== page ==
It was hard not to reference scenes from Close Encounters of the Third Kind, although the magnitude and scale of Devil's Tower create a sense of awe that cannot be captured on film. It needs to be experienced.

The day ended as many of them will: with dinner and a swim in the hotel's pool. This is The Child's favorite part of the vacation. The Child could live in the chlorine-blue waters.

Wednesday, August 18, 2010

BEER SHIRTS ACROSS AMERICA


SHIRT:
Beck's.

LOCATION:
Custer National Cemetery.

CITY:
Crow Agency, Big Horn County, Montana.

ROAD TRIP 2010: DAY TWO



DAY TWO: Wednesday 18 August 2010.

Today finds us in Billings, Montana and nearby places.

We visit Custer National Cemetery and the site of Custer's Last Stand at the Battle of Little Bighorn (the Battle of Greasy Grass to the Native Americans). Dan Old Elk, the great-grandson of Curly, an Indian scout of Lieutenant Colonel George Armstrong Custer, speaks to those of us gathered to listen to the tales he heard from his great-grandfather and his other relatives regarding the battle.

We visit the Pictograph Caves.

We visit The Uncle and The Aunt and The Cousins and their families.

Today is a day of Cowboys and Indians. Today is a day of Big Sky.

Tuesday, August 17, 2010

BEER SHIRTS ACROSS AMERICA


SHIRT:
Blue Moon Honey Moon Summer Ale.

LOCATION:
Muralt's Cafe. Big Sky Country mural/map.

CITY:
Missoula, Montana.

ROAD TRIP 2010 : DAY ONE



DAY ONE: Tuesday 17 August 2010.

The wife, the child, the brother, the sister, the niece, and I decide to take a road trip together. We are following a loose path that my siblings and I traversed with the parents 32 years prior. The brother vaguely remembers the previous trip; the sister has no recollection, being too young; I remember large pieces of it vividly.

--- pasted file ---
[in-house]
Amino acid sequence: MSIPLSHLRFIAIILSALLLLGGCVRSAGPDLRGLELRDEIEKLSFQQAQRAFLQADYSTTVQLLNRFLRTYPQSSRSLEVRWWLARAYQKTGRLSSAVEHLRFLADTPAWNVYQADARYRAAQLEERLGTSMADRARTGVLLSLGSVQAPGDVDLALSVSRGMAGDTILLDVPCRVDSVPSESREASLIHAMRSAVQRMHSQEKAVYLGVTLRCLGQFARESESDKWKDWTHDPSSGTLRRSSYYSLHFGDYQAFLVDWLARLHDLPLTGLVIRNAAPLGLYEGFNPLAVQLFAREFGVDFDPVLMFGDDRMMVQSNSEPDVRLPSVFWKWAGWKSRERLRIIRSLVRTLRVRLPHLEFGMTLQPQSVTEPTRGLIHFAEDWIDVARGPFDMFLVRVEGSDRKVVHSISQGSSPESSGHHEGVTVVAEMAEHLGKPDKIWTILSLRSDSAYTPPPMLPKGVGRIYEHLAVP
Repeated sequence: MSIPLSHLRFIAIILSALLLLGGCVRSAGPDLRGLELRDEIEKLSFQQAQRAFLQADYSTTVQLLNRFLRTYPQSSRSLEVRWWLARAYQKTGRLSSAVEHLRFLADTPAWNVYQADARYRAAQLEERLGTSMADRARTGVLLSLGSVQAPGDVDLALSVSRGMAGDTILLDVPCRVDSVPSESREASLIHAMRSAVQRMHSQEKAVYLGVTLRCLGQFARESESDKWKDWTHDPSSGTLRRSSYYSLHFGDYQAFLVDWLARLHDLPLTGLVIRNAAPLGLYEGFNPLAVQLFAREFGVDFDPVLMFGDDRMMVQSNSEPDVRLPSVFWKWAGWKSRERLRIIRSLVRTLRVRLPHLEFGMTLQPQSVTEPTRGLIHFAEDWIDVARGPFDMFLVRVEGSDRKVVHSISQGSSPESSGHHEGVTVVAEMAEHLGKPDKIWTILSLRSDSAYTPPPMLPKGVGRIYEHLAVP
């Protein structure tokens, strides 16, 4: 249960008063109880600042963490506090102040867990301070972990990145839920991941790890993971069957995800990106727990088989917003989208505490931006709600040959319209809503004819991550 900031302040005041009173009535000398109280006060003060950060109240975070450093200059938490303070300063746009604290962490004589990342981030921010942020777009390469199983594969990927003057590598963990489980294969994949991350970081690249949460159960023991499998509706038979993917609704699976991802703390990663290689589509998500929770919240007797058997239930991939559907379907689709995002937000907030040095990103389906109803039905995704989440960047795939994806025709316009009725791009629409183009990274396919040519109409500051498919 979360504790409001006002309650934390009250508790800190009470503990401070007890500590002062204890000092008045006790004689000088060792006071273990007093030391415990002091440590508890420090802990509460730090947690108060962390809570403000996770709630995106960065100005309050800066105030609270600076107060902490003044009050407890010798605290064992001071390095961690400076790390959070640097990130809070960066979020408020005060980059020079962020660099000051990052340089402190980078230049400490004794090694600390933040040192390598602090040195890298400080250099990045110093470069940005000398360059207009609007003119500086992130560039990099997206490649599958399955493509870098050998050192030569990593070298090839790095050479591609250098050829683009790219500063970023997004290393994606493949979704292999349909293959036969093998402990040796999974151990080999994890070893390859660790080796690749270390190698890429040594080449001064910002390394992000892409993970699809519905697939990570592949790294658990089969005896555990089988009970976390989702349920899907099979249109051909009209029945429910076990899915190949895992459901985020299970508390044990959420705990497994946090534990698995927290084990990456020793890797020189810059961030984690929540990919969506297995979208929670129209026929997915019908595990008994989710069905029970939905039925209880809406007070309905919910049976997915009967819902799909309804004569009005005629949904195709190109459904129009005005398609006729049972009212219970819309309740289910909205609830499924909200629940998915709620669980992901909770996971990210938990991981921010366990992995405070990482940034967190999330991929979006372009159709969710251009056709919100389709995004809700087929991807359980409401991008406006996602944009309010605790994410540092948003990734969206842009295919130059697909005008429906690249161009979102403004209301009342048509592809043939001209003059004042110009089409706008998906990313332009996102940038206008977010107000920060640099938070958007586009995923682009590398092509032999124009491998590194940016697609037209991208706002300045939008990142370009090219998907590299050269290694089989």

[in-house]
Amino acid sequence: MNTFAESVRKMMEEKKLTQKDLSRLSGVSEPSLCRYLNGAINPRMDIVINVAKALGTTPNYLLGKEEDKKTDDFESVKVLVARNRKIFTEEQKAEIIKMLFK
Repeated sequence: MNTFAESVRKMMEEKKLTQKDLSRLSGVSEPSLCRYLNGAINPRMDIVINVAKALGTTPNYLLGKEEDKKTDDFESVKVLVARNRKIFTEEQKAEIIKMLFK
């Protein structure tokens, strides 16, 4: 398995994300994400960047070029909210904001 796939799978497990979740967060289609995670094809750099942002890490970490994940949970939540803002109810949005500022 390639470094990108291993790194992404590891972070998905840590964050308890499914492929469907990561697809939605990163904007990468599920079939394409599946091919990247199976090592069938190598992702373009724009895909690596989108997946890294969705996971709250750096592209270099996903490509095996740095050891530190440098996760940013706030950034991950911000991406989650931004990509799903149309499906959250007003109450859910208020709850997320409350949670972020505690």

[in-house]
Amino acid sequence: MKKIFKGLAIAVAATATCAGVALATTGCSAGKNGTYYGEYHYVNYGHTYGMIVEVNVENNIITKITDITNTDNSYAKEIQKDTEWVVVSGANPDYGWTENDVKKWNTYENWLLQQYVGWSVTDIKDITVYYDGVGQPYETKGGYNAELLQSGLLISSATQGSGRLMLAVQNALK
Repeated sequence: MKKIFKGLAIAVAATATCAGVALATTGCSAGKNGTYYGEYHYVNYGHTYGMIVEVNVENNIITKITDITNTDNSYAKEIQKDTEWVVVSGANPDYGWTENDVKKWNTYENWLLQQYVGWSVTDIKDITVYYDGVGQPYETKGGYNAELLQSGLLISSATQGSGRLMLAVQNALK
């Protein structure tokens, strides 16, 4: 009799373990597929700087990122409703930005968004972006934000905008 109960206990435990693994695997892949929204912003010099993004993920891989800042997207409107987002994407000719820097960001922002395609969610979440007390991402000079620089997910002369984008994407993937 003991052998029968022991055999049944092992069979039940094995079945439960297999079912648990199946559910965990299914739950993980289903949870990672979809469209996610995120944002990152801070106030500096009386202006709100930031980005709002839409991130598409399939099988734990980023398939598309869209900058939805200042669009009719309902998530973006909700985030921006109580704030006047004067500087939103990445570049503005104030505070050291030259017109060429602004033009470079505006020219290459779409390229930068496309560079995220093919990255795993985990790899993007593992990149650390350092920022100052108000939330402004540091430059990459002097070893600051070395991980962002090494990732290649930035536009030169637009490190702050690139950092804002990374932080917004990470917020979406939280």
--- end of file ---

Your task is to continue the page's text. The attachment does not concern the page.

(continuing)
The six of us leave at midnight, rather than 6:00 a.m., to fend off anticipation and excitement, as well as drive in the dark. Three states (Washington, Idaho, and Montana), many rest stops, and about fourteen hours later, we arrive in Billings, Montana.

We eat, we swim in the hotel pool, we retire early.

Road Trip 2010 has begun.

Wednesday, August 11, 2010

SUPER KABOBS


Tater tot and hot dog skewers were a hit with the elementary school (and under) crowd, even though they weren't exactly healthy. Two dipping sauces* (mustard and ketchup) sent The Child and friends over the edge!

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*"Just like Fritz, dad." Yes, just like Fritz.

Tuesday, August 10, 2010

IPA PARADE: VARIATIONS

The August 2010 (first Tuesday) style night at 99 Bottles was Variations of the IPA. First, I must declare that I love my IPAs—regular, Imperial and/or double, black, whatever. Second, I must also declare that 99 Bottles pulled out the stops on this tasting and had the cream of the crop present for samples.

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Wild Devil, a Belgian-style IPA by Victory Brewing Company.

Hazy orange-yellow body with a thin white "head." The nose is spicy, cloves perhaps, and leather yeast. This is like a Belgian ale with an extra bitterness to it. This is Victory's Hop Devil, brewed with Brettanomyces, the wild yeast that gives many Belgian Abbey and Trappist ales their distinct flavors. It is an interesting variation on an already great IPA.

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Piraat, a Belgian-style IPA by Brouwerij Van Steenberge.

Clear gold with a thin white "head." The nose of this Belgian-style IPA is completely different from Wild Devil. It smells of fruit punch and bubblegum, with a hint of leather in the far background. It drinks crisp and dry, with a warm bite at the opening of the throat and a clean finish. Bubblegum, fruit punch, leather, and wet paper are the prominent flavors. It may not sound like a good combination, but it was, and surprisingly so.

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Oak-Aged Un*Earthly, an IPA by Southern Tier Brewing Company.